The US government has a long and storied history when it comes to unethical testing of biological and chemical substances, particularly on its own people.
It comes as no surprise that they are planning a biological weapons simulation in a small town in Oklahoma, called the Hazards of Dynamic Outdoor Releases (Yes, HODOR). Surprisingly, the substances to be used, at first glance, appear to be non-toxic.
According to Fox News: “In 2018, the department wants to release “non-hazardous, non-toxic” chemicals and biological materials on buildings in the area. They want to see what might happen if a terrorist were to release similar chemicals as a biological weapon, and if buildings would offer residents any kind of protection.“
“The government plans to release genetic, barcoded spores of an insecticide sold under the trade name of Dipel. Dipel is not considered hazardous by the Environmental Protection Agency when handled appropriately, according to an assessment.”
Dipel or Bacillus Thuringiensis (B.t.) is thought to be harmless to humans, according to Carrie Swadener of the Journal of Pesticide Reform, but its means of reproduction and dispersal marks it as closely related to bacteria that cause food poisoning… and the variety that causes Anthrax.
“Large-scale applications of B.t. can have far-reaching ecological impacts. B.t. can reduce dramatically the number and variety of moth and butterfly species, which in turn impacts birds and mammals that feed on caterpillars. In addition, a number of beneficial insects are adversely impacted by B.t.”
Beyond the certain ecological impact of widespread usage of Dipel, Carrie says B.t.’s impact on people might be more severe than claimed.
“There is evidence suggesting that B.t. is not as benign as the manufacturers would like us to believe, and that care is warranted in its use.”
Further, she points out that there are 800 strains of B.t., all with different levels of toxicity to humans, rodents and insects. This makes it difficult to discuss the exact toxicity of B.t. without disclosing the exact strain used. She summarizes the effects of one of the more commonly used variants of B.t. on humans:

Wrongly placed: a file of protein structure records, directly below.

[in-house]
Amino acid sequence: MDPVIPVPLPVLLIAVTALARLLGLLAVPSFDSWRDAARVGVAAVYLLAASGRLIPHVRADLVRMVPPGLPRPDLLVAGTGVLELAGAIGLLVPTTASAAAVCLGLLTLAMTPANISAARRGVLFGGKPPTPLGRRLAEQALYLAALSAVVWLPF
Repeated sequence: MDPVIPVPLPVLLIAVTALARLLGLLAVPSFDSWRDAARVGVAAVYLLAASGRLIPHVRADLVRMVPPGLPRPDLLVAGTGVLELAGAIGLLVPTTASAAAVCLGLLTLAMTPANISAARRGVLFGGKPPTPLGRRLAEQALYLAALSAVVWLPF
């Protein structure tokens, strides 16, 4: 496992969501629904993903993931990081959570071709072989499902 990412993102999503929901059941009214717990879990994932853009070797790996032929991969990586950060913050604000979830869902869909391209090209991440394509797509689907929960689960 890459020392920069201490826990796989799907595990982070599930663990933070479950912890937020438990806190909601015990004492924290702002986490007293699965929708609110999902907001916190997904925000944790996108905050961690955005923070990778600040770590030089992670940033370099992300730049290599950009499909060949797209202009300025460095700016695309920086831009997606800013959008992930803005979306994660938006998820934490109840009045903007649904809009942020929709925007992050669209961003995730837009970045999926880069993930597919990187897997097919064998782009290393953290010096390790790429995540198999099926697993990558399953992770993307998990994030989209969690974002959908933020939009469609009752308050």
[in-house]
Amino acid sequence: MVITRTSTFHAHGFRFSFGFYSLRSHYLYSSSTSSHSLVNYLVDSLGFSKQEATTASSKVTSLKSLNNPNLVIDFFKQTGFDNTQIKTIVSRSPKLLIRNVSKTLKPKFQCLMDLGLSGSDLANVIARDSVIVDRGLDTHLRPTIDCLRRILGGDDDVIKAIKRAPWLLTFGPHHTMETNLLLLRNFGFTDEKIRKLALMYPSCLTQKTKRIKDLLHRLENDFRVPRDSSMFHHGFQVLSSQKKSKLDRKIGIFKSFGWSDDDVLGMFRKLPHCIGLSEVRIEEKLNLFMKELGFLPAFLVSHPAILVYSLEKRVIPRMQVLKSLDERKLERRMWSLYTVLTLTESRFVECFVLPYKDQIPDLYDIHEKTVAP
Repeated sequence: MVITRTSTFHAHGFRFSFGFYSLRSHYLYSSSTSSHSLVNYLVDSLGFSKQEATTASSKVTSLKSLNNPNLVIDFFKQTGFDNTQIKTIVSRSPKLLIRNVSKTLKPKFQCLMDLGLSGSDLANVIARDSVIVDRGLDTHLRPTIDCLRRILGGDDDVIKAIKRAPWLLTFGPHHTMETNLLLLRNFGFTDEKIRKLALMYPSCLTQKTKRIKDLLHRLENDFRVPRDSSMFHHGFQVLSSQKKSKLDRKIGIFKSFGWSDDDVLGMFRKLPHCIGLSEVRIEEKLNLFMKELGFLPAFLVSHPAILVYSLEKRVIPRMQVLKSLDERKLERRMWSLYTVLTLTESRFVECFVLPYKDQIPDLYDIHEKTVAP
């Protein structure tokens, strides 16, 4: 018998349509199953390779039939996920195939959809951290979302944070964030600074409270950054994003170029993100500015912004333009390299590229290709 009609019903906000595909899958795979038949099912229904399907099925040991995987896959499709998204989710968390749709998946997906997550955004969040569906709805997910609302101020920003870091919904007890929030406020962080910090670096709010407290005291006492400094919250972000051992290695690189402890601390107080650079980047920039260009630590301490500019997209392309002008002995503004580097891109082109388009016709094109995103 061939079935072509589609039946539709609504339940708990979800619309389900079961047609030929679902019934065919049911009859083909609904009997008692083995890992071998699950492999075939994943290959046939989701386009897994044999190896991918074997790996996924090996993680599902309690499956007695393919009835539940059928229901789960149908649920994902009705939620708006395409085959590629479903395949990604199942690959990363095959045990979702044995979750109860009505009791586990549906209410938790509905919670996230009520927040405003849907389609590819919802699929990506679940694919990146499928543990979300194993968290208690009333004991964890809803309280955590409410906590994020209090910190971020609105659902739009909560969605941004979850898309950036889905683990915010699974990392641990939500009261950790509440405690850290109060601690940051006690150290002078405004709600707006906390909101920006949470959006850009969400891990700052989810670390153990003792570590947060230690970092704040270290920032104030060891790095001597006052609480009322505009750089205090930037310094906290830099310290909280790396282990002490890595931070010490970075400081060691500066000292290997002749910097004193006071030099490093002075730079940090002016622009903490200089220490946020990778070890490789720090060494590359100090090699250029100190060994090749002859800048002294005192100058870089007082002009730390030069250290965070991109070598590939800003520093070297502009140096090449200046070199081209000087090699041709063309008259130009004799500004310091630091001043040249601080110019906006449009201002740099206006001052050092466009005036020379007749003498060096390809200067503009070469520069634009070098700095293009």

“One case of B.t.k. infection resulted from a farmer splashing a B.t.k. formulation, Dipel, in his eye. The man developed an ulcer on his cornea from which positive B.t.k. cultures were taken. Another man working on a spray program splashed B.t.k. on his face and eyes. He then developed skin irritation, burning, swelling, and redness. B.t.k. was cultured from a sample taken from his eye. Ground-spray applicators using Foray 48B reported symptoms of eye, nose, throat, and respiratory irritation.
“A woman exposed to an B.t.k. formulation as a result of drift went to the hospital due to burning, itching-and swelling of her face and upper chest. She later exhibited a fever, altered consciousness, and suffered seizures. No B.t. was cultured from tissue samples, but her doctor believed that B.t. was the cause of the clinical symptoms.”
A lack of research does not prove a lack of toxicity.
It is important to note that no terrorist has thus far been able to unleash either a chemical or a biological attack on the US. It is impossible to speculate how knowledge of the dispersal patterns of a cloud of weaponized fog might assist any government, beyond perhaps a construction program to fortify important government and military installations.
On an unrelated note, according to the NY Times, the US is running late on its obligation to eliminate its entire declared chemical weapons arsenal, in violation of the “Chemical Weapons Convention”.
“I just got sick to my stomach,” Newkirk resident Dennis Jordan told KOCO in Oklahoma City. “I think if they want to test that stuff, let them go to Los Alamos, you know? I think it’s stupid.”
“You would think you would let your neighbors know,” Kyle Oestmenn, who lives less than a half mile from the now-deserted Chilocco Indian School, said to KOCO News 5, asserting that he had not even been notified of the test, and had to find out about it via social media. “Hopefully they stop by and let me know at least.”
A Change.Org petition to stop the test has already garnered nearly 9000 signatories, just short of the 10,000 target at the time of writing this article. The petition reads:
“Our children go to school barely 1 mile away from Chilocco. We grow the crops in that area that feed our Nation. We are extremely concerned about the effects that unknown testing can have on our groundwater and air quality.”